Just Write: Following In Her Footsteps

Today is my mother’s birthday. Fifty-seven years ago my grandmother gave birth to her. These days I think about birthday’s a little differently. After going through labor and birth myself this past year, birthdays take on a new meaning for me. And this birthday is extra special because it’s my Mom’s. My Mom is a reading specialist at a local elementary school. She loves her job and you would have thought that she had been doing it for years upon years when you see how fantastic she is with the children. But, she’s rather new to the whole teaching scene. Before teaching she stayed at home with us. She stayed at home for over eighteen years, raising four children into adulthood. I asked her the other day if she regretted staying home with us. If she ever pined for time away, in an office or doing something other than changing diapers and making playdoh? She told me that raising her four kids was the best career choice she ever made. She wanted to be there for every milestone – every tear and every laugh and every smile. She explained that of course it was difficult to only live off of one income and she tried her best to bring in money here and there when she could (like selling Avon and taking in other people’s children). But she brought us into the world and she wanted to be the one to care for us throughout our days and years. She didn’t want to miss a second of watching and guiding her children’s growth. And she didn’t.

When I was growing up I wanted to be a veternarian and then a director and then a speech pathologist. I didn’t want to stay home with kids. The media and the mainstream made staying home seem weak. Women had to do it all and so I would. As luck would have it however, I ended up working at a childcare center during my college years. I loved it. I loved working with the children and I decided to pursue a career in caring for children. Other people’s children. I became so passionate about caring for children I ended up getting a masters degree in early childhood education. But, throughout all of this education and experience working with children, I began to realize something. Something bigger than anything I had ever felt before. I would call my Mom regularly after my classes and tell her “we just learned about such and such and it reminded me of what you used to do when we were kids.” I would call her after work some days and tell her, “I used your playdoh recipe today” or “I told the kids that story you always used to tell us about the cats and they laughed so hard some of them cried.” I was slowly realizing what I really wanted to do with my life. I realized the importance of being present with children and being gentle with children. I realized how much a parent could miss when they weren’t there. I was there for many firsts in other people’s children’s lives and I knew that I didn’t want that for my own children. I wanted to be there. I wanted to be like my mother, and stay home.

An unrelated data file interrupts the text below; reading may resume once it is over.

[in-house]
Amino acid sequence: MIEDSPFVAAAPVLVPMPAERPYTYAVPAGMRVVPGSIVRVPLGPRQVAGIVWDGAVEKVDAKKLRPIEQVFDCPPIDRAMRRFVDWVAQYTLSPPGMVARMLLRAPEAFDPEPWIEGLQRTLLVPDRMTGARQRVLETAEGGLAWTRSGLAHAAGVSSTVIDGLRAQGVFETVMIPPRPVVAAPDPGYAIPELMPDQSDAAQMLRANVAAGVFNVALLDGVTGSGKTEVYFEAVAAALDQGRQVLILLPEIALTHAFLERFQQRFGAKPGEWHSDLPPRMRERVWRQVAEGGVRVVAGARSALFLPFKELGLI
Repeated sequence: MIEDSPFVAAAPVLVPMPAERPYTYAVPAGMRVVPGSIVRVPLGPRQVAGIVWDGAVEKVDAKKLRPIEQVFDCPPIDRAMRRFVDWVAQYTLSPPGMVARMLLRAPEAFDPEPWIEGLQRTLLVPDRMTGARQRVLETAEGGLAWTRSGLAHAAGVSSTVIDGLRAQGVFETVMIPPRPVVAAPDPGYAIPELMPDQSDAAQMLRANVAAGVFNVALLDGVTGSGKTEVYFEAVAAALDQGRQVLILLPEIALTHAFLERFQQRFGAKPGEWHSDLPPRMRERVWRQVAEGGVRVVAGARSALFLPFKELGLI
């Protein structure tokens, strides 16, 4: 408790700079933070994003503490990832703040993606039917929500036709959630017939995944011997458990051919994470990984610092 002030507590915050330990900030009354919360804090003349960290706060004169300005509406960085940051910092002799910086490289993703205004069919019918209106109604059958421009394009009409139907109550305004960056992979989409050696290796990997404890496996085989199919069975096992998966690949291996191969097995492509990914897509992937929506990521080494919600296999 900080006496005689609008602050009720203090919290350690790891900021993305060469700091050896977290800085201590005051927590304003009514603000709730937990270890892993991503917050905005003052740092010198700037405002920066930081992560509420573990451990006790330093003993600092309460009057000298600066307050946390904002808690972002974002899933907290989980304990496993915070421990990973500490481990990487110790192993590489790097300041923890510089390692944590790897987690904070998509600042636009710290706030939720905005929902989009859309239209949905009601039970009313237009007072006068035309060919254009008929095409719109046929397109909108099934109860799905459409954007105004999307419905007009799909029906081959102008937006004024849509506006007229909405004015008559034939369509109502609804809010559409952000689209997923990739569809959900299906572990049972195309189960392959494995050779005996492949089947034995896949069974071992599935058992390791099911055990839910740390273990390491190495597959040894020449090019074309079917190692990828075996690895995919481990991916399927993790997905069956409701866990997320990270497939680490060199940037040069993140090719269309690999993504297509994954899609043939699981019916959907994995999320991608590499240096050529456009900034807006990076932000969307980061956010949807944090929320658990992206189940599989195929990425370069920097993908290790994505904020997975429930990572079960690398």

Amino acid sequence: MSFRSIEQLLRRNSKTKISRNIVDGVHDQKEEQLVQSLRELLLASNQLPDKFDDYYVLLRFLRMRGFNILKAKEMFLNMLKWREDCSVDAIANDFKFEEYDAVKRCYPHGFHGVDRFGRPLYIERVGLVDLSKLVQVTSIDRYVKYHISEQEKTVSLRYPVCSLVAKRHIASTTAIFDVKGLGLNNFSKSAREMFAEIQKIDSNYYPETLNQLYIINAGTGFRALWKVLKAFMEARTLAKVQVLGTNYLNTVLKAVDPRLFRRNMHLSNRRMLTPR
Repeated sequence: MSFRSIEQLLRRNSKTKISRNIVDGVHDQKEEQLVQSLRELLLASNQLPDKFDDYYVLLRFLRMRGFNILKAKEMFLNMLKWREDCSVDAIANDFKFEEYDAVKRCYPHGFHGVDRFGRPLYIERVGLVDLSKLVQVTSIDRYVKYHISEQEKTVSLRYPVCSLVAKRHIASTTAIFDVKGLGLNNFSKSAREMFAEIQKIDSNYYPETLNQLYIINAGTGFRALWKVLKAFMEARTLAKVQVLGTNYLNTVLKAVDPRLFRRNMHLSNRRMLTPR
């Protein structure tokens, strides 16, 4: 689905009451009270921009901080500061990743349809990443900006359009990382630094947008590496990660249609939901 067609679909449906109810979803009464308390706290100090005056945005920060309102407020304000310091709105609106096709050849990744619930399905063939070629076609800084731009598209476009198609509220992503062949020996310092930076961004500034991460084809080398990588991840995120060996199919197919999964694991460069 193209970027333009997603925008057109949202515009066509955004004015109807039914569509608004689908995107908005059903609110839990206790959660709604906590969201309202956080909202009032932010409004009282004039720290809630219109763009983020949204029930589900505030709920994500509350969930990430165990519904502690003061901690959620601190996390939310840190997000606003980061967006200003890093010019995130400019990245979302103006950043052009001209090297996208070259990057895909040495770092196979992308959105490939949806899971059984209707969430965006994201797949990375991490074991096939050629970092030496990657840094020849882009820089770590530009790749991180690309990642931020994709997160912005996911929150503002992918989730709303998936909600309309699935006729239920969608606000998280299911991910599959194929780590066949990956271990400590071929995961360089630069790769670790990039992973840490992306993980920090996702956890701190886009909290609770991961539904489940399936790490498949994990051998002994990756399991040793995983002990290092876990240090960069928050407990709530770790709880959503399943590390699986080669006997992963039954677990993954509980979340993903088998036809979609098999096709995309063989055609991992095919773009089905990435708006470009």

I gave birth to my first baby last year. I quit my job and have started my next career- full time stay-at-home mom. It’s tougher than I expected it would be but it’s also so much more than I thought it would be. I realize being home with my daughter that you don’t have to do it all, the career and motherhood. At least I don’t. It’s hard enough being a mother and watching these baby years just fly by without having to worry about a job getting in the way. I am a stay-at-home mother and I’m enjoying the wonderful times and the rough times.  I’m not sure how my own mother pulled it off with so much patience and grace, but I’m finding my way. I don’t feel like I’m missing out on a career outside the home. I find times to be creative. I find times to be me. But I’m also doing what I think is best for my daughter. I get to be there for everything. I love that. Some may say I’ve followed in my mother’s footsteps. And I like that. Because I think that, yes, I hope I’m following in her footsteps. She was and still is an incredible mother … and just like she knew,  I know, I’m right where I should be…home.

Happy Birthday Mom.

happy birthday mom

*joining Heather for another edition of Just Write.


11 thoughts on “Just Write: Following In Her Footsteps

  1. What a beautiful post! Happy birthday to your Mom 🙂

    I hear you on all levels. I’ve always loved my parents and have always had a good relationship with them – but oh! I appreciate them even more so now that I am a mom myself. Like you, I’ve also decided to quit my job, stay at home and work freelance when I can – but Bea is my priority. Sometimes it is so very, very hard, non? But like you, I want to be there every step of the way and not miss anything. Enjoy every moment! 🙂